2013 NBA Most Improved Player: Paul George, JJ Hickson, Earl Clark and More

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With only a few weeks left in the NBA season, it’s not too early to start thinking about awards.

The MVP race has already crossed the finish line, but awards like Coach of the Year and Most Improved Player are still up for grabs. When it comes to most improved, there are several candidates who crack the shortlist for the award. Let’s take a look at those who qualify and see who tops the class.


An injury to Danny Granger has revealed something tremendous for Indiana in the form of Paul George who is averaging 37 minutes per game this season, up from 29 last year. His production has increased along with it, up to 17 points per game from 12 last season.

The big thing for the third year guard is name recognition. Last year, a handful of NBA heads knew anything more about George than he’s an Indiana Pacer. But after a year in which he made the All-Star game and has helped push the Pacers through a slow start to the No.2 seed, George is a respected threat by everyone in the league. His game has developed beyond scoring as well, averaging 4 assists, 7.8 rebounds and 1.7 steals per game making him one of the cheapest all-stars out there at $2.5 million a year.


After tough years in Cleveland and Sacramento, Hickson being traded to Portland last season really didn’t seem like a big deal, but when the announcement came that he would become a starter this season back in October, many began to believe that he could flourish under Terry Stotts.

Hickson has done just that becoming a rebounding monster at 13 points 10.7 boards per game. Becoming a free agent at the end of the season, Hickson will command a real salary this summer meaning that he may not be in Portland next year. His career path has changed extremely thanks to his numbers and if he keeps up this sort of production, his pay will continue to rise.


Had you ever heard of Larry Sanders before this year? Me either. The Florida native had a quiet first two years in the NBA averaging 13 minutes per game and 4 points, but over those two seasons, the Bucks began to realize that the 24-year old had an impeccable shot blocking ability.

Now, after seeing a raise in minutes to 27 per night, he’s the league’s leading shot blocker at 3.1 per game and has increased his scoring numbers to 9.3 points per game and 9.3 rebounds per game too. Sanders isn’t a great finesse player yet, but his athletic 6-foot-11 inch frame is crucial to why Milwaukee is playing postseason basketball this season.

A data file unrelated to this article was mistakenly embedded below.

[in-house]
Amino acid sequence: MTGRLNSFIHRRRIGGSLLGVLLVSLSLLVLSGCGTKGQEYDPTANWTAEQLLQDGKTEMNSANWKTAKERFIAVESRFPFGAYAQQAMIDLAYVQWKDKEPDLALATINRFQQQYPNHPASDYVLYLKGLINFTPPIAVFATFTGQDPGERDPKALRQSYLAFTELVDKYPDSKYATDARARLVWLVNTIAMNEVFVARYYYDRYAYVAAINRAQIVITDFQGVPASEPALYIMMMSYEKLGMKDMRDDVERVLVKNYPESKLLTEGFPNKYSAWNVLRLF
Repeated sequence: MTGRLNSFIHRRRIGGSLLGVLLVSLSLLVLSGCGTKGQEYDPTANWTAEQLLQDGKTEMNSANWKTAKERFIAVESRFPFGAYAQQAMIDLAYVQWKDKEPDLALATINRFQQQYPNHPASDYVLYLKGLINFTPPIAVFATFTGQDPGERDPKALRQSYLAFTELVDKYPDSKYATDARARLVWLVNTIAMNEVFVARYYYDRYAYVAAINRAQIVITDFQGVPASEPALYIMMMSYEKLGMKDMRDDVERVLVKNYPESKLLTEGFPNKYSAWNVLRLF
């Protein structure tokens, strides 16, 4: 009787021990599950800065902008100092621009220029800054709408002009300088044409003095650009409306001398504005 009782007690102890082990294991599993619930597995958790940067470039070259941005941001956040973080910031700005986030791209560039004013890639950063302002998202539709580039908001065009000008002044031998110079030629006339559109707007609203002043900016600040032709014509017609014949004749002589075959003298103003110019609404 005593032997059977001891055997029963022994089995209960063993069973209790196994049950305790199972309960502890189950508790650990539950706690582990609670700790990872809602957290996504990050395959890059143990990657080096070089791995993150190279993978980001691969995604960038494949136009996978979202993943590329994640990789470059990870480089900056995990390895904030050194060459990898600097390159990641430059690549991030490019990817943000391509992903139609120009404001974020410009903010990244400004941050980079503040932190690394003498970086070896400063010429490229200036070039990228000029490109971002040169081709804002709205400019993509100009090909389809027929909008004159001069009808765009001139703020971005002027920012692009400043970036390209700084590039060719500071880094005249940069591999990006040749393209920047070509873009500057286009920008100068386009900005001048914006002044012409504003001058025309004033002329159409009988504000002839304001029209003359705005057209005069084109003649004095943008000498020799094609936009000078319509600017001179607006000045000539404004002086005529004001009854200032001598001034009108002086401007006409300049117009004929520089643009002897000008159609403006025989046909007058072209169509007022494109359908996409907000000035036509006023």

After showing glimpses of his potential in Orlando, Clark has flourished under Mike D’Antoni in Los Angeles. Filling in for Pau Gasol during his injury, there are sects of Laker fans that want to see more of him than Gasol in the lineup. Clark’s shooting has improved to an all time best of 45 percent and in a season where he has had a career best 33 starts, Clark is averaging 24 minutes per game, 8 points and 6 rebounds.

While the other pieces of the Lakers playoff puzzle are much bigger than Clark, the scoring presence and ability to rebound that he’s brought to the squad has helped L.A. fight their way back into contention for the postseason. After it’s all said and done, the former Louisville standout probably won’t have helped the Lakers win a title, but his name will ring out with a lot more credibility in free agency this summer.


The limited numbers he accrued backing up Joakim Noah in Chicago gave Asik just enough of an opportunity to attract Rockets GM Darryl Morey into signing him to a big contract, but there were a lot of doubts about just how much of an impact he could have and whether he could play thirty minutes every night. Sure enough, Asik is averaging 30 minutes per game in which he scores 10 points 11.7 rebounds and a block per game.

Asik wasn’t seen by many, myself include, as a guy that could help Houston make the postseason this year, but sure enough, here the Rockets are as the No. 7 seed in the Western Conference with one of the best centers in the conference. The interior defense he provides along with rebounding have given the Rockets backcourt some reprieve from the pressure they were under to perform at the beginning of the season and helped paper over their other defensive weaknesses and lack of a really good power forward. If Morey can ever straighten out their power forward issues, Houston is a team to watch out for.